Our lives depend on the right people doing the right jobs

September 15, 2005|By Douglas MacKinnon

WASHINGTON - There are good political appointments, bad political appointments and then the occasional selection that exposes the soft underbelly of all that is wrong, and even dangerous, with regard to cronyism.

Michael Brown, the former head of the Federal Emergency Management Agency (FEMA), is a graphic example. He was the wrong person in a critically important job, and his tin ear, ineptitude and lack of management experience doomed him to be the poster child for why, in the post-9/11 world, the rewarding of political buddies with plum jobs must change. Clearly our lives do depend on these accidental court jesters.

There's nothing wrong with a president picking loyal friends, campaign workers and even wealthy contributors, for administration positions. I was one as a low-level writer for President Ronald Reagan and as a communications specialist in the Pentagon of President George H.W. Bush. Every president since George Washington has picked such people, and every president since Washington has been accused of "cronyism."

But because we live in a country that is the No. 1 target for al-Qaida and other terrorist organizations, it seems prudent for any president to use sound judgment when picking friends for any political job that affects the safety of our citizens.

With regard to Michael Brown, someone in the administration should have asked, "Hey, I just found out that before joining FEMA, Michael Brown spent 11 years as the commissioner of judges and stewards for the International Arabian Horse Association. A job he was basically fired from. Are you telling me that there is not one person in our country of 300 million people who has better credentials than this guy to eventually head the organization responsible for managing national disasters and protecting our families?" Apparently not. Every president has the right to pick certain people for political jobs and every president makes mistakes.

Several in Washington were amused, but not surprised, when then-President Bill Clinton picked Sidney Williams, the husband of Rep. Maxine Waters, D-Calif., to be ambassador to the Bahamas. Maybe Mr. Clinton believed that being a car salesman and former pro football player were the perfect qualifications to be an ambassador. That, or he felt he needed to pay back Ms. Waters for being one of the first and most prominent African-Americans to publicly support his campaign.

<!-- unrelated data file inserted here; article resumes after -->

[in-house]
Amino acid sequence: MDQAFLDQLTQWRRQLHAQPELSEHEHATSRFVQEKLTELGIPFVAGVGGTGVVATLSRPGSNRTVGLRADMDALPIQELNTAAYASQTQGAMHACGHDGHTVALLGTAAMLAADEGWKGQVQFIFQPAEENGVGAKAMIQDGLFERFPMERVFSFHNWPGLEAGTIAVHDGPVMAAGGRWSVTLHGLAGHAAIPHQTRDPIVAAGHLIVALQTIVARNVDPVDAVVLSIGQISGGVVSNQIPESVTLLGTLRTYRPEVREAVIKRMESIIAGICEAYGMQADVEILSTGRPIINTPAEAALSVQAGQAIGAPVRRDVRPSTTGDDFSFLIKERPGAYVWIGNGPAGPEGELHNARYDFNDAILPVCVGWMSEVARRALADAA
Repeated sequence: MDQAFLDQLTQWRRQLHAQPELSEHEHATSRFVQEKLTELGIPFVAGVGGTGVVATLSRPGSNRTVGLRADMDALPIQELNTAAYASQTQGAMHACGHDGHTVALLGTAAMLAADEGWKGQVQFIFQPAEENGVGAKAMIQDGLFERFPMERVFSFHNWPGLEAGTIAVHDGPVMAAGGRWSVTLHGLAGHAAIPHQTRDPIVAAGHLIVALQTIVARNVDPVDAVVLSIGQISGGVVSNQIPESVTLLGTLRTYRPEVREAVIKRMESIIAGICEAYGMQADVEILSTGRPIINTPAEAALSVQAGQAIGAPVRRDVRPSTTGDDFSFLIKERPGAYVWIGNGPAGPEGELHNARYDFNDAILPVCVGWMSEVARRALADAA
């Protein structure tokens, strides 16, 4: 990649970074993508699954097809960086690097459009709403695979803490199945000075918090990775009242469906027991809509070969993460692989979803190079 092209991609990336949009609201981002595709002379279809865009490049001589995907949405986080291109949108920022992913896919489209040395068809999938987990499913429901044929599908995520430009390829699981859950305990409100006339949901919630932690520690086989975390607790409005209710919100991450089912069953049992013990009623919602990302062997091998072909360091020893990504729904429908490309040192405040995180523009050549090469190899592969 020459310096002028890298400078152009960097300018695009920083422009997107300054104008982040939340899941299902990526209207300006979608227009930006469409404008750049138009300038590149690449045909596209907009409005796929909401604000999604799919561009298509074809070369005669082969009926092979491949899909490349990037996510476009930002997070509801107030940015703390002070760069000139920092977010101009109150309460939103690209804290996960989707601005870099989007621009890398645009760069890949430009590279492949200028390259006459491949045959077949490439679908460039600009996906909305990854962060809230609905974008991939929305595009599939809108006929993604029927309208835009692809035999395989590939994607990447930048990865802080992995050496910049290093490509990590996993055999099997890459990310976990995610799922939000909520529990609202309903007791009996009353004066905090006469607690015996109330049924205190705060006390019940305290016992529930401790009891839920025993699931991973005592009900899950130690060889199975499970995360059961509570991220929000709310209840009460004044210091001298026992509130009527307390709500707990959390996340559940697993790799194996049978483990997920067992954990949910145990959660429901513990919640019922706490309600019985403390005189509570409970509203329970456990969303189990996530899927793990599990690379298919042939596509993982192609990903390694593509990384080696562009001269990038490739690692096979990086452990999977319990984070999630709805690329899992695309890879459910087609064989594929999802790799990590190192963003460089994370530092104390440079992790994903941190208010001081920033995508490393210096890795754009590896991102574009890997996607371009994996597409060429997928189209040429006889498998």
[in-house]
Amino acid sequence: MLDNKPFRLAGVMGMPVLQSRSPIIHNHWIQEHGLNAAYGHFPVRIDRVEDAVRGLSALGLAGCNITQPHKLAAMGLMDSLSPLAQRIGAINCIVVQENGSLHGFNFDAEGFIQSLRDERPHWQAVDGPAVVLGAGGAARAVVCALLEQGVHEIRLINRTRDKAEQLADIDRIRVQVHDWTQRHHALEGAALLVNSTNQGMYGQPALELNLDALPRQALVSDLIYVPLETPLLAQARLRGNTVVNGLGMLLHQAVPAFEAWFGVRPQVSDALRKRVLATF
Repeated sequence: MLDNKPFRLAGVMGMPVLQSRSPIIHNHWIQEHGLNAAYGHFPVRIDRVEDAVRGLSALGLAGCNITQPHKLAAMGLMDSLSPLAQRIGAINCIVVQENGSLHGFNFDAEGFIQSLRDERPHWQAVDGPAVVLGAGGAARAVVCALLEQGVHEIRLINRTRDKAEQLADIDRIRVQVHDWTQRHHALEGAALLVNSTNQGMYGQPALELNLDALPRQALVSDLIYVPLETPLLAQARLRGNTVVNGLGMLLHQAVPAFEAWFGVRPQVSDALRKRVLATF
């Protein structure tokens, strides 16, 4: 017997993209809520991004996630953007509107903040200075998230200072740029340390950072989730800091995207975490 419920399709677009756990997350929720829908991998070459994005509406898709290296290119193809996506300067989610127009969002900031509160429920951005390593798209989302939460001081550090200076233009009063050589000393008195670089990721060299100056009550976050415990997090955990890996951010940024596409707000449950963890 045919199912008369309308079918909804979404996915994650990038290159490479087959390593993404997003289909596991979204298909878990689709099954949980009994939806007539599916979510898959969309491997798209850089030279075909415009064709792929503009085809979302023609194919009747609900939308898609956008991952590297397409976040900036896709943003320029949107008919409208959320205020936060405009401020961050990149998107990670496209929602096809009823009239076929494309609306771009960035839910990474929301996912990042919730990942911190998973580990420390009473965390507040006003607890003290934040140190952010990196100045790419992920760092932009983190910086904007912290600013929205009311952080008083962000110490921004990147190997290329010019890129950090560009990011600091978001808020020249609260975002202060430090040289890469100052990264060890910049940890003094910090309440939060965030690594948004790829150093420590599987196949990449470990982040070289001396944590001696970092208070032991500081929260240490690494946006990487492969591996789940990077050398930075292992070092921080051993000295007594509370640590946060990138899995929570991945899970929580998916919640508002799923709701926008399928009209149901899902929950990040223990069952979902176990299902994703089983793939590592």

Putting loyal friends in political positions is sometimes not cronyism but necessary in the interests of the U.S. government. A case in point is Venezuela. At the moment, our ambassador there is a very capable career diplomat, Bill Brownfield. Unfortunately, Mr. Brownfield has to deal with Hugo Chavez, the very dangerous and unstable leader of that oil-rich nation.

I just returned from two weeks in Caracas where I spoke with several Venezuelans opposed to Mr. Chavez. They are high-level people who believe that Mr. Chavez is exporting political upheaval throughout Latin America while seeking ways to cease all supply of oil and gasoline to the United States.

They see this and believe the country and our country would be much better served if our ambassador to Venezuela were a political appointee and not a career diplomat. They believe that, when moments count, a career diplomat is forced to go up the chain of command at the State Department whereas a friend of the president can simply pick up the phone and speak directly with the West Wing of the White House. I agree.

No matter. Clearly, with the Brown fiasco and the growing threat of terrorism, it is high time for both political parties and every serious presidential candidate to draw up a list of political jobs that forever more can only go to people who have extensive expertise in such fields.

Our lives really do depend on it.

Douglas MacKinnon, a former press secretary to former Sen. Bob Dole, was a former White House and Pentagon official and is an author.

Baltimore Sun Articles
Please note the green-lined linked article text has been applied commercially without any involvement from our newsroom editors, reporters or any other editorial staff.